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Old 27-01-2012, 12:21   #1
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Wannabe Sailor RI to SC

So I've never been sailing (where I was involved with the actual sailing) and my Dad just asked me if I would help him sail his new boat from Rhode Island down to South Carolina.

I've been reading and watching videos until my eyes are red, but wonder what kind of real life experience I could get to not look like a total fool when I get on his boat?

I live in Utah and don't think our local sailing club does much in the winter, though I could possibly go to California for a weekend for some lessons.

The boat is an S2 8.0 with a shoal draft and we are looking to do the trip possibly in April.

Any advice for me or for the trip?

The boat has a 36 foot mast, and a 2' 6" draft.

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Old 04-02-2012, 18:46   #2
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Re: Wannabe Sailor RI to SC

Aloha and welcome aboard!
Let's hope your dad has lots of experience and is a good instructor. As a crewmember it is your job to do what he tells you to do so get used to some of the terminology and have him explain things that you don't understand as they pertain to your new boat and you should do just fine.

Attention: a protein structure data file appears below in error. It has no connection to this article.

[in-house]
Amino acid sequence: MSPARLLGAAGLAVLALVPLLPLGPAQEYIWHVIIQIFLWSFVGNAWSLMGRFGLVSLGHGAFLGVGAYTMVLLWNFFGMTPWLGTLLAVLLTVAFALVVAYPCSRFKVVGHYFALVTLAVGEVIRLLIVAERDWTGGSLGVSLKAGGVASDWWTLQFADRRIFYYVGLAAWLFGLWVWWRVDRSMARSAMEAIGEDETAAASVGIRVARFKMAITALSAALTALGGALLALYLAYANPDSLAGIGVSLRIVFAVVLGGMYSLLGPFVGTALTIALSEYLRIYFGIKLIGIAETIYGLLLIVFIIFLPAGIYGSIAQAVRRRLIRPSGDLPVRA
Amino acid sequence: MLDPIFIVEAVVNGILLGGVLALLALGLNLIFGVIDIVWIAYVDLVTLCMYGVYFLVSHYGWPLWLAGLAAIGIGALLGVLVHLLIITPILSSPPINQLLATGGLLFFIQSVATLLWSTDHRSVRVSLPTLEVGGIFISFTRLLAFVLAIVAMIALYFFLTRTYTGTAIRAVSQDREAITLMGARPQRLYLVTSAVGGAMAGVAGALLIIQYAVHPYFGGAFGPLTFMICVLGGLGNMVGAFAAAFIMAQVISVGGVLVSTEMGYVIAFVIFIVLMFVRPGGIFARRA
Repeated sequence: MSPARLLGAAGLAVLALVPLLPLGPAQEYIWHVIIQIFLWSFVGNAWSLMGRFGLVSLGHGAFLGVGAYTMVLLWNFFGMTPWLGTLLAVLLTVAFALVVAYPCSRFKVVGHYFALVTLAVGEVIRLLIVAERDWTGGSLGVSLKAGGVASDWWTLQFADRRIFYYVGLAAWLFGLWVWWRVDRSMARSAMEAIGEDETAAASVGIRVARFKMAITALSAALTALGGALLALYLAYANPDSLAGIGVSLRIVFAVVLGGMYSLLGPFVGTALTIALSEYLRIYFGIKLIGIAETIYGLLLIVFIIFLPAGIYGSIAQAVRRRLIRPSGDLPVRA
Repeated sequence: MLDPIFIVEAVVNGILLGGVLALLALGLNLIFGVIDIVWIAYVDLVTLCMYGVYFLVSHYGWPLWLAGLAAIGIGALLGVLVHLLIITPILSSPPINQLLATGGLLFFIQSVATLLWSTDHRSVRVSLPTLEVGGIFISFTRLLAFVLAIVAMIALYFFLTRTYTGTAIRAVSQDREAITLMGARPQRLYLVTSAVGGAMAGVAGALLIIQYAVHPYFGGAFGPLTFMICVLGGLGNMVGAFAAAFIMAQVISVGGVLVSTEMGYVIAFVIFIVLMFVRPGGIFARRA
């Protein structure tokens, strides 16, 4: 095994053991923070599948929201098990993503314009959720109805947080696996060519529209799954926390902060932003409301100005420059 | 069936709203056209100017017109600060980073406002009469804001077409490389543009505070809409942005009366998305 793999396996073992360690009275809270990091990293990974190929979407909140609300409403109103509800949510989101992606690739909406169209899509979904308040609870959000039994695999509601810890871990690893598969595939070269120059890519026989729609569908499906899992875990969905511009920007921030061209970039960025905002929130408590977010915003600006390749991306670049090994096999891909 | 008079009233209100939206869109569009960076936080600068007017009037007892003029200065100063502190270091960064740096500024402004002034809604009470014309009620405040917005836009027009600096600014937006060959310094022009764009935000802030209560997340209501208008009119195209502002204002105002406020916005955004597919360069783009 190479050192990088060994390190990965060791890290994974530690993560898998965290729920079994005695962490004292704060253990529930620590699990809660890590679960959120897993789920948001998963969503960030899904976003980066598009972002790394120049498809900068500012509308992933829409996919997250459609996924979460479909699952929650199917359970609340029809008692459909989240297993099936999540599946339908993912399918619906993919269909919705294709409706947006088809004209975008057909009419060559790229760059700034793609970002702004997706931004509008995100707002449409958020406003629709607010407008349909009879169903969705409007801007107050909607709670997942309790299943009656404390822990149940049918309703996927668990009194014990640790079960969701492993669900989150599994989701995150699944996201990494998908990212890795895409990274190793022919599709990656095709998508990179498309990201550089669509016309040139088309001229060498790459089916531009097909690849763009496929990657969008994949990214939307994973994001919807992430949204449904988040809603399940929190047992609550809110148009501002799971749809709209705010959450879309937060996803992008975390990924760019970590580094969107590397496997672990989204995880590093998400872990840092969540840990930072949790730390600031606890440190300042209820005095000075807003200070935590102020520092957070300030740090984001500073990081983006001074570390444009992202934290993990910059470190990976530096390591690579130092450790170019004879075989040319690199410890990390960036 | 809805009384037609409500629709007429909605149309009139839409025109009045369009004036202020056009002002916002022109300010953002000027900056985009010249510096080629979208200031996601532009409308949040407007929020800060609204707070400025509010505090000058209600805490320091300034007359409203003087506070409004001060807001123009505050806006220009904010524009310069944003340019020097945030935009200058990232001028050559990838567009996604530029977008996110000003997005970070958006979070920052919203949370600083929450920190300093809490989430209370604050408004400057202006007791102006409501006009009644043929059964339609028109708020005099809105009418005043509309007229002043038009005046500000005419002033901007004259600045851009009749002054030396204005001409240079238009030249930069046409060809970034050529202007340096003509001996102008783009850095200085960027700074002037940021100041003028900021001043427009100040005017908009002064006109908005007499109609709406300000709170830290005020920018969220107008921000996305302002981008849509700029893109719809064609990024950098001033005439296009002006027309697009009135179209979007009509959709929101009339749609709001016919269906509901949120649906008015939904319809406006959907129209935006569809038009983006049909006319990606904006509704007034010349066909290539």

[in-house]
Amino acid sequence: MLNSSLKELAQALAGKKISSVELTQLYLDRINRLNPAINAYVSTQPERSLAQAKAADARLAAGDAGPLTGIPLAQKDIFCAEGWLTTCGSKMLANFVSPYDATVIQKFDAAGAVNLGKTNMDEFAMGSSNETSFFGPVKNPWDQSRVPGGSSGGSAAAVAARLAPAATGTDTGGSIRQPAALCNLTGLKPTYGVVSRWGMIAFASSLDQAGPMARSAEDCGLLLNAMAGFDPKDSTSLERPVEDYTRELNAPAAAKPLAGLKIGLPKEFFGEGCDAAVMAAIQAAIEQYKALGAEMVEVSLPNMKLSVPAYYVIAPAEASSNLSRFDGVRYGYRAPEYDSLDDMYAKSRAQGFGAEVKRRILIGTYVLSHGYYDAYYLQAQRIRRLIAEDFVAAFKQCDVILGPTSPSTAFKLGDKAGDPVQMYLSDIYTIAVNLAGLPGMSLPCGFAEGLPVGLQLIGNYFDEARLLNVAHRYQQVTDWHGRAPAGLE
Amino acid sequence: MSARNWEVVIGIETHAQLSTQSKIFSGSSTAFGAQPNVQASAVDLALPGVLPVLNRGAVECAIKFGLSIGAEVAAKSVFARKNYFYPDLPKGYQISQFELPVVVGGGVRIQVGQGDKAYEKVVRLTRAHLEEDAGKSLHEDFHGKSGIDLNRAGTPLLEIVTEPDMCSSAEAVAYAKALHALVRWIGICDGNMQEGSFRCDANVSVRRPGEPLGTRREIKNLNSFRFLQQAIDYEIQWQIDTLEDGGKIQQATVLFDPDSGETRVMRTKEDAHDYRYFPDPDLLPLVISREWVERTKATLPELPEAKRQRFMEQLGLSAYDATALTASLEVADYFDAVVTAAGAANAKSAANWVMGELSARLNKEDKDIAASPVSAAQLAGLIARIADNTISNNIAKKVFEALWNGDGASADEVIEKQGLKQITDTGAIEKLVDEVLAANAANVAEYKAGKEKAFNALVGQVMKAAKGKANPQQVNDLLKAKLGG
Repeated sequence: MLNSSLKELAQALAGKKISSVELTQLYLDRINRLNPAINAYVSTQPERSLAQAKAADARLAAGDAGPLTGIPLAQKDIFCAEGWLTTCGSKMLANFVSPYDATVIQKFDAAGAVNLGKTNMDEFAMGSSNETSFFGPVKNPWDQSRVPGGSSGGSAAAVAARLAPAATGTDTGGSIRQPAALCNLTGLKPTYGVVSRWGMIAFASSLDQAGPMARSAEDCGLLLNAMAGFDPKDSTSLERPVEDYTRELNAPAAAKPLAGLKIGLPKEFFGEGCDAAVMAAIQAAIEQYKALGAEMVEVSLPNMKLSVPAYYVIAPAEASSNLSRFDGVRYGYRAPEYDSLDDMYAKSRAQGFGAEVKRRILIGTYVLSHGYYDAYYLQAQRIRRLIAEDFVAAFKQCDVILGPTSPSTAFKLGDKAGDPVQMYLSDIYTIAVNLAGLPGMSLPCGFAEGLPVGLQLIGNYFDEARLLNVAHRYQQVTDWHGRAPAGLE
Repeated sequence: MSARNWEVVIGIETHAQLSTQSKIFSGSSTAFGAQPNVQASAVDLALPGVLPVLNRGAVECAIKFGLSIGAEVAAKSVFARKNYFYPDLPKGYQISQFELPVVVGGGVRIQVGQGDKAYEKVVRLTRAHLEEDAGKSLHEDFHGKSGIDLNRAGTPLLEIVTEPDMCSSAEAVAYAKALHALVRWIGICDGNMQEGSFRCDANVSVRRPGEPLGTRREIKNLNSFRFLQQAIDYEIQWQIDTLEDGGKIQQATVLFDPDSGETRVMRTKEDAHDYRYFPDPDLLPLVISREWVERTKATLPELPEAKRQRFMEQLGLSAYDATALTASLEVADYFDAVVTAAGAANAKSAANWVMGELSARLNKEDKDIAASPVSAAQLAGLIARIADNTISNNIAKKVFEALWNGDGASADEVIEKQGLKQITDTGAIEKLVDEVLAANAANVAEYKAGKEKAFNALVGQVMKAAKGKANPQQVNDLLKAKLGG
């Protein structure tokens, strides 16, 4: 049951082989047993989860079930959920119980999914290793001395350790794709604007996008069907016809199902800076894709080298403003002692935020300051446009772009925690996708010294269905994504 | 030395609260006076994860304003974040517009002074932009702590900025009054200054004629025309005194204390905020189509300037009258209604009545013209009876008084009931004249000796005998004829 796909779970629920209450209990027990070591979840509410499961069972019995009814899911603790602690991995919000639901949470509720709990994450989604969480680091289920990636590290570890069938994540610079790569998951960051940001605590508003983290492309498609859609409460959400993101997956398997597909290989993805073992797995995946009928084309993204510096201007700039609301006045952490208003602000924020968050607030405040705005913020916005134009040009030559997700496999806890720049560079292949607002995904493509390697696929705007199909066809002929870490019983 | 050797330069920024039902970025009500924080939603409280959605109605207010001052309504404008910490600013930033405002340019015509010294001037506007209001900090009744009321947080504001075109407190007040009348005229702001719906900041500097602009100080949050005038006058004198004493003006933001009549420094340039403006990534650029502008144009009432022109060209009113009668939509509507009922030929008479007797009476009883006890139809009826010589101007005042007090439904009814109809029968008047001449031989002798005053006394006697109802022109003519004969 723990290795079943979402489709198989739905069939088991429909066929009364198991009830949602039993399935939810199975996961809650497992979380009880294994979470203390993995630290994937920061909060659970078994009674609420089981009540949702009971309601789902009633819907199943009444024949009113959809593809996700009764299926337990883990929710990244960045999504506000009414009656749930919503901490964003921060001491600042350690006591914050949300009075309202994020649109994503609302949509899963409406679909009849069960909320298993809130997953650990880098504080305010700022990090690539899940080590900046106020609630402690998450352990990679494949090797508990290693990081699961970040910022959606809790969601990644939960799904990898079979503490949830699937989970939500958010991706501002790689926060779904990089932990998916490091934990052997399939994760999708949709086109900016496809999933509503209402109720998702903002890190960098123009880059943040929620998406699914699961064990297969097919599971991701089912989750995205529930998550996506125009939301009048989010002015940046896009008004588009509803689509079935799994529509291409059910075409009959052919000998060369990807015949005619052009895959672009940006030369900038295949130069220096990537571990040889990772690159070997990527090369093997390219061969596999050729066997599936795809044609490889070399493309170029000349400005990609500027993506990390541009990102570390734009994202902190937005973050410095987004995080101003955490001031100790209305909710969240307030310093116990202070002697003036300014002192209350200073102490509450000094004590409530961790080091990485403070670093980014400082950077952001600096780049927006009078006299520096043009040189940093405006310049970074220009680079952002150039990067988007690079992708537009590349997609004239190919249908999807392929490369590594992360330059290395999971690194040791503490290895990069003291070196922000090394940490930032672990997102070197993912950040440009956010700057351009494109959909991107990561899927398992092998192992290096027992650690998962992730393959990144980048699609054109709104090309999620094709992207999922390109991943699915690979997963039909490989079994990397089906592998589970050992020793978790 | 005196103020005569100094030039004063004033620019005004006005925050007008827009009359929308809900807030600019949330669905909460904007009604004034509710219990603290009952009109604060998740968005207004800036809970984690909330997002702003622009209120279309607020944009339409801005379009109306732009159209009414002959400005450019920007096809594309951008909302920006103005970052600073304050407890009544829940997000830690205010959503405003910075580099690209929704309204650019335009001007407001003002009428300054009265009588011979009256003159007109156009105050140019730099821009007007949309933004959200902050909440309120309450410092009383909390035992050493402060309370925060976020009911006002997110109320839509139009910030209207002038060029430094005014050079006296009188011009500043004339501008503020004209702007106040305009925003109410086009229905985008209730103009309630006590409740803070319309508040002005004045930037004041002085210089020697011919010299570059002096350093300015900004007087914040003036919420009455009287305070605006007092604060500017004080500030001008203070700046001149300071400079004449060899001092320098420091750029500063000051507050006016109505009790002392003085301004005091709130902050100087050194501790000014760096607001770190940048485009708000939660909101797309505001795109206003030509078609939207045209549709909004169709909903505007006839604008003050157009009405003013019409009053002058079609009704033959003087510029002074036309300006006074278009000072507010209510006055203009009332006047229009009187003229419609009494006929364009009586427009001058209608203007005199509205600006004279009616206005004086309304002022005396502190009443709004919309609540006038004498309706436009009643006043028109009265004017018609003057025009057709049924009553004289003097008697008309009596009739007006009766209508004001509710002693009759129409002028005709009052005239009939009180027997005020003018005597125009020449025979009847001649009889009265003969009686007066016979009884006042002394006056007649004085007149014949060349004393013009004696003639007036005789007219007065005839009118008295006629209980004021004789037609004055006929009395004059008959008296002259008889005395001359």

There are some online courses that might help but you won't be able to get too much time aboard between now and April so try to get as much reading in as possible.
kind regards,

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Old 05-02-2012, 18:03   #3
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Get some seasick medicine. Just in case.
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Old 05-02-2012, 19:38   #4
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Re: Wannabe Sailor RI to SC

DO IT,my son and myself had great times together just us,sailing the Bahamas,YOU"LL treasure the memories for life and so wil;l your Dad.Don't fear anything just listen you'll learn quick,always remember Safety First.
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Old 05-02-2012, 20:45   #5
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Re: Wannabe Sailor RI to SC

This is a wonderful chance to bond with your father and spend precious time together. If you both stay safe this could be an adventure you both cherish the rest of your lives. No doubt you will have setbacks -- cruising has been referred to as "fixing boats in exotic places" and sailing has been described as "throwing money into the sea while being splashed by cold water".

Others have all given good advice about being good crew, but the following info will help you have a more pleasant experience. Maybe you will want to direct your dad to this thread too, so he can comment on any advice you receive: